Still, “Dry Powder” — the title refers to available investment capital on hand — takes a long time to move beyond mildly entertaining verbal fisticuffs between Jenny and Seth and dizzying instruction in high-end deal making. These people may live their jobs, but watching them do so does not have infinite appeal, unless you enjoy clucking at amorality for 100 minutes.

Jenny is an amusingly drawn gorgon of greed. Her jabs at Seth and his more empathetic approach to his work can be savagely acerbic. But she’s also so heartless, ruthless and snobbish (referring to Yale as a “second-tier” Ivy League college) that she borders on caricature. If there’s an element of stiffness in Ms. Danes’s nonetheless tartly funny performance, it probably derives from a glaring lack of nuance in the character. Jenny is lovably hateful, but eventually, even the pleasure of inwardly hissing at her begins to pall.

Mr. Krasinski is excellent as Seth, whose sparring with Jenny at one point descends, hilariously, into an argument over who got a higher score on the G.M.A.T., the business school entry exam. Seth’s growing anxiety and anguish as he sees Jenny manipulating Rick is palpably conveyed. But when he’s offered an alternative by Jeff, who suggests that they scuttle the deal and bring Seth aboard under different circumstances, Mr. Krasinski nicely conveys Seth’s ambivalence about leaving his comfortable berth. What do you do with a yacht in Sacramento, after all?

Mr. Azaria’s Rick is a convincing portrait of a cold-eyed, moneyed titan who’s dismayed to discover that the opprobrium his fateful party touched off may be disastrous for his company. But Rick gradually returns to his ethical equilibrium — meaning, well, I won’t say much more for fear of giving away the game.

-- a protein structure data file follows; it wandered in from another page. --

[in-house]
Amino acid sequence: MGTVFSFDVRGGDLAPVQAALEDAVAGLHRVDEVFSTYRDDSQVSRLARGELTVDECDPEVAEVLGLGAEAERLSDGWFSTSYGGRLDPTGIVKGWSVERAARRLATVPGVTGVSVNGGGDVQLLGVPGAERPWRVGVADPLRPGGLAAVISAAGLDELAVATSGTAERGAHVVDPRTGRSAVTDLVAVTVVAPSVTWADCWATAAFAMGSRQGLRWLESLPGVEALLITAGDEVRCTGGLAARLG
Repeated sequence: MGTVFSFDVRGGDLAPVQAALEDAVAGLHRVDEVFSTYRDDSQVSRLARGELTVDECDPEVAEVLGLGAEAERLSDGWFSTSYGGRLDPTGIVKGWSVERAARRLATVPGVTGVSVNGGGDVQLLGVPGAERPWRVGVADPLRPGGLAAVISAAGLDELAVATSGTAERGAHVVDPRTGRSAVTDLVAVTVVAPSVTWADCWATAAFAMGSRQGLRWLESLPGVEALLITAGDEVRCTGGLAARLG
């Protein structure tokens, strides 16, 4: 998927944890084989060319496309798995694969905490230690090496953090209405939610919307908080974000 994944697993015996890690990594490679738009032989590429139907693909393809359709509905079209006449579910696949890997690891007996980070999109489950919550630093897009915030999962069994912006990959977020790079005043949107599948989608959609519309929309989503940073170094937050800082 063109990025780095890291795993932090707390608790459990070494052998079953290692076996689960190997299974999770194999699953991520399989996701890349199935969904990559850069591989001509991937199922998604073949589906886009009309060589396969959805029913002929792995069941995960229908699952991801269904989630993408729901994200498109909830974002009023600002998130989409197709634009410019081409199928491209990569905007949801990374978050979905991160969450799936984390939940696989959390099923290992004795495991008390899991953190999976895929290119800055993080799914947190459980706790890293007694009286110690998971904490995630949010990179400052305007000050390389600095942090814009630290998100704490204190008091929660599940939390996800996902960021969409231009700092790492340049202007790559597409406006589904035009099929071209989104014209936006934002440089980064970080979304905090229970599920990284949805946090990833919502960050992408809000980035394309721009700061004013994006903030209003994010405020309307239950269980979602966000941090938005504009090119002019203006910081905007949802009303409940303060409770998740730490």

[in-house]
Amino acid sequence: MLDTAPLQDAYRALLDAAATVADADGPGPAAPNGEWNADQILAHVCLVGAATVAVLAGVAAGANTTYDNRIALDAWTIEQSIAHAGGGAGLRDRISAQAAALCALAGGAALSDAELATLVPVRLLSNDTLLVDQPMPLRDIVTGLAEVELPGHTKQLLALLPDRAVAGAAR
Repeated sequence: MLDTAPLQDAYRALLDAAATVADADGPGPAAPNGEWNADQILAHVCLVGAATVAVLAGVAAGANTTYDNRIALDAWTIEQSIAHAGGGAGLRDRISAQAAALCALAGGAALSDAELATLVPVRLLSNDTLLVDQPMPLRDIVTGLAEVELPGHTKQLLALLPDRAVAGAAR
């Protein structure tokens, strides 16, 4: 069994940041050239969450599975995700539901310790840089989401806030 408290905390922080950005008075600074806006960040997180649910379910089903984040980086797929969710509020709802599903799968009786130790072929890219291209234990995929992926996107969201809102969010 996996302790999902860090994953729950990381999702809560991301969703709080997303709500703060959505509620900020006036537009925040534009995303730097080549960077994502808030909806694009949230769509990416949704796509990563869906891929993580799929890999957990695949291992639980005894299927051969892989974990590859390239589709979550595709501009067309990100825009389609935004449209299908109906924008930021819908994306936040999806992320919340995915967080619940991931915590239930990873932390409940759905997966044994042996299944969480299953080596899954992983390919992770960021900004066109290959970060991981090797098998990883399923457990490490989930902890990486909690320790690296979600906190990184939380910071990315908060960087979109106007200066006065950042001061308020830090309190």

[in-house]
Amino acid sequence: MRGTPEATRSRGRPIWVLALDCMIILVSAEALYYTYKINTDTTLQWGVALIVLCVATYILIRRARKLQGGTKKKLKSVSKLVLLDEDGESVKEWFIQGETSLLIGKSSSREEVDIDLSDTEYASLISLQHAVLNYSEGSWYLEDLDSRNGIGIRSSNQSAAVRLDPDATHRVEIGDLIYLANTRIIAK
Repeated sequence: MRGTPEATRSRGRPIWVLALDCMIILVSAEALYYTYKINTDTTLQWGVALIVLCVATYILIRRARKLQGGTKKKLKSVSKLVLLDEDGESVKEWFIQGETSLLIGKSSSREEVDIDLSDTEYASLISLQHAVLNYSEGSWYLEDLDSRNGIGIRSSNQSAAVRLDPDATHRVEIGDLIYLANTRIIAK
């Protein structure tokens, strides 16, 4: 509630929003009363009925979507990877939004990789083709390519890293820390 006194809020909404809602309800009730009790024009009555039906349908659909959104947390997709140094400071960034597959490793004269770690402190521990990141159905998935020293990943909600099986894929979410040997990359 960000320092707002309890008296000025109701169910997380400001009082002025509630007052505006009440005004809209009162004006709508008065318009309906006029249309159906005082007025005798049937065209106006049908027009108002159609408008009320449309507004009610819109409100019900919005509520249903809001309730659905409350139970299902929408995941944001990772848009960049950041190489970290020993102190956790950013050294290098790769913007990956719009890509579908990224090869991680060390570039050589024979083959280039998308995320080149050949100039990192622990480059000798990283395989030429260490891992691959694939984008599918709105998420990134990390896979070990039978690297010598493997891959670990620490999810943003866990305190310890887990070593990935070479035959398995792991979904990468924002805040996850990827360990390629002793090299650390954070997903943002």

“Dry Powder,” directed at a brisk clip by Mr. Kail, on a chic, pulsating blue platform designed by Rachel Hauck, becomes more engrossing when we meet Jeff, played with a nice measure of affability by Mr. De Silva. He flies in to seal the deal and finds himself unexpectedly embroiled in the battle over his company’s future. Ms. Burgess tosses in some jolting twists that disrupt, to use a fashionable term, our view of at least one of the characters.

Still, it’s always pretty clear where Ms. Burgess’s sympathies lie. (If you know the history and cultural bent of the Public Theater, you can probably guess where.) It’s hard not to laugh when Jenny, practicing a speech she plans to give to finance students, casts herself and her colleagues as victims of outrageous oppression by an envious rabble ignorant of all the good they do.

But you know you’re laughing at a straw man, or rather a straw woman. For all its flashy talk, “Dry Powder” mostly just brings us the unsurprising news that the folks who work in the higher realms of high finance are very, very interested in making lots and lots of money.

Let’s block ads! (Why?)

Leave a Comment

sixteen − nine =